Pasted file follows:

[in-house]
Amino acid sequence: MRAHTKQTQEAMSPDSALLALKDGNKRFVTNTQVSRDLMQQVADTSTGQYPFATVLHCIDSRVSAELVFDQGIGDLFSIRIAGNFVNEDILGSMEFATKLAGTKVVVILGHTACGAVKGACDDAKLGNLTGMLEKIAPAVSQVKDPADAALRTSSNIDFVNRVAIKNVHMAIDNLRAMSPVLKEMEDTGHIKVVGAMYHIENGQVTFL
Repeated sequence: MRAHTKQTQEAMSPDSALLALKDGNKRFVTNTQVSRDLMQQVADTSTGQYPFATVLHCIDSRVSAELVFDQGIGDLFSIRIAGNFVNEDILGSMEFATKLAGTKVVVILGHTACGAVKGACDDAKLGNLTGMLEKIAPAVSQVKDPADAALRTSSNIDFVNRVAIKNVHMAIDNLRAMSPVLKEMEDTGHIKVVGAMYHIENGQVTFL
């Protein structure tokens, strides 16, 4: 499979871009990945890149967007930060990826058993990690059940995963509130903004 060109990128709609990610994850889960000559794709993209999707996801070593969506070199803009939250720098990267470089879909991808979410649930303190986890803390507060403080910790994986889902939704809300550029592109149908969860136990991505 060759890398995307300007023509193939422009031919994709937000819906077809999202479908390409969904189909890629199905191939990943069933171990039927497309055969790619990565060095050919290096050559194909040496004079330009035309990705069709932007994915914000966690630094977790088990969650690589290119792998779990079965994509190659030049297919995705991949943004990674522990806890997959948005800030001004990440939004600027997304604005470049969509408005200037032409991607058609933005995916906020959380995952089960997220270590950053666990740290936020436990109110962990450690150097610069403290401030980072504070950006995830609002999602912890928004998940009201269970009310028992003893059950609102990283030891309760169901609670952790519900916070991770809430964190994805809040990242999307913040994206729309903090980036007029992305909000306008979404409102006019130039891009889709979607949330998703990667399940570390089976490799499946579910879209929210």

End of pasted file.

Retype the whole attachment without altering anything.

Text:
[in-house]
Amino acid sequence: MRAHTKQTQEAMSPDSALLALKDGNKRFVTNTQVSRDLMQQVADTSTGQYPFATVLHCIDSRVSAELVFDQGIGDLFSIRIAGNFVNEDILGSMEFATKLAGTKVVVILGHTACGAVKGACDDAKLGNLTGMLEKIAPAVSQVKDPADAALRTSSNIDFVNRVAIKNVHMAIDNLRAMSPVLKEMEDTGHIKVVGAMYHIENGQVTFL
Repeated sequence: MRAHTKQTQEAMSPDSALLALKDGNKRFVTNTQVSRDLMQQVADTSTGQYPFATVLHCIDSRVSAELVFDQGIGDLFSIRIAGNFVNEDILGSMEFATKLAGTKVVVILGHTACGAVKGACDDAKLGNLTGMLEKIAPAVSQVKDPADAALRTSSNIDFVNRVAIKNVHMAIDNLRAMSPVLKEMEDTGHIKVVGAMYHIENGQVTFL
């Protein structure tokens, strides 16, 4: 499979871009990945890149967007930060990826058993990690059940995963509130903004 060109990128709609990610994850889960000559794709993209999707996801070593969506070199803009939250720098990267470089879909991808979410649930303190986890803390507060403080910790994986889902939704809300550029592109149908969860136990991505 060759890398995307300007023509193939422009031919994709937000819906077809999202479908390409969904189909890629199905191939990943069933171990039927497309055969790619990565060095050919290096050559194909040496004079330009035309990705069709932007994915914000966690630094977790088990969650690589290119792998779990079965994509190659030049297919995705991949943004990674522990806890997959948005800030001004990440939004600027997304604005470049969509408005200037032409991607058609933005995916906020959380995952089960997220270590950053666990740290936020436990109110962990450690150097610069403290401030980072504070950006995830609002999602912890928004998940009201269970009310028992003893059950609102990283030891309760169901609670952790519900916070991770809430964190994805809040990242999307913040994206729309903090980036007029992305909000306008979404409102006019130039891009889709979607949330998703990667399940570390089976490799499946579910879209929210």